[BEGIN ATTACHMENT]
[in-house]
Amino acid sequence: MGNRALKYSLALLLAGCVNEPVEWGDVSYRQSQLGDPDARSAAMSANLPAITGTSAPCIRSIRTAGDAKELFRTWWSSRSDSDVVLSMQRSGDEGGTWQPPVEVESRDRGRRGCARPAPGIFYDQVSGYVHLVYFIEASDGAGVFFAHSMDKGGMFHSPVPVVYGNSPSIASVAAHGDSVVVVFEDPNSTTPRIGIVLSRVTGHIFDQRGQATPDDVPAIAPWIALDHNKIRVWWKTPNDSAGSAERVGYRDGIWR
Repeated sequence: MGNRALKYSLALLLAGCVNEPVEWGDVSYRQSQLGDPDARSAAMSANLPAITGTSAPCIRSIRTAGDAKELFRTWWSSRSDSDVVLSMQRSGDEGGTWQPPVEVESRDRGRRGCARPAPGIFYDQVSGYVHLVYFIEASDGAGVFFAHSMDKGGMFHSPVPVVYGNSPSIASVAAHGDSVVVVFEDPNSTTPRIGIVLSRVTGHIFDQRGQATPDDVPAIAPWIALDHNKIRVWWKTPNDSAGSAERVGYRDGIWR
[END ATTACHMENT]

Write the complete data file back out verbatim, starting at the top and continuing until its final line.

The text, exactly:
[in-house]
Amino acid sequence: MGNRALKYSLALLLAGCVNEPVEWGDVSYRQSQLGDPDARSAAMSANLPAITGTSAPCIRSIRTAGDAKELFRTWWSSRSDSDVVLSMQRSGDEGGTWQPPVEVESRDRGRRGCARPAPGIFYDQVSGYVHLVYFIEASDGAGVFFAHSMDKGGMFHSPVPVVYGNSPSIASVAAHGDSVVVVFEDPNSTTPRIGIVLSRVTGHIFDQRGQATPDDVPAIAPWIALDHNKIRVWWKTPNDSAGSAERVGYRDGIWR
Repeated sequence: MGNRALKYSLALLLAGCVNEPVEWGDVSYRQSQLGDPDARSAAMSANLPAITGTSAPCIRSIRTAGDAKELFRTWWSSRSDSDVVLSMQRSGDEGGTWQPPVEVESRDRGRRGCARPAPGIFYDQVSGYVHLVYFIEASDGAGVFFAHSMDKGGMFHSPVPVVYGNSPSIASVAAHGDSVVVVFEDPNSTTPRIGIVLSRVTGHIFDQRGQATPDDVPAIAPWIALDHNKIRVWWKTPNDSAGSAERVGYRDGIWR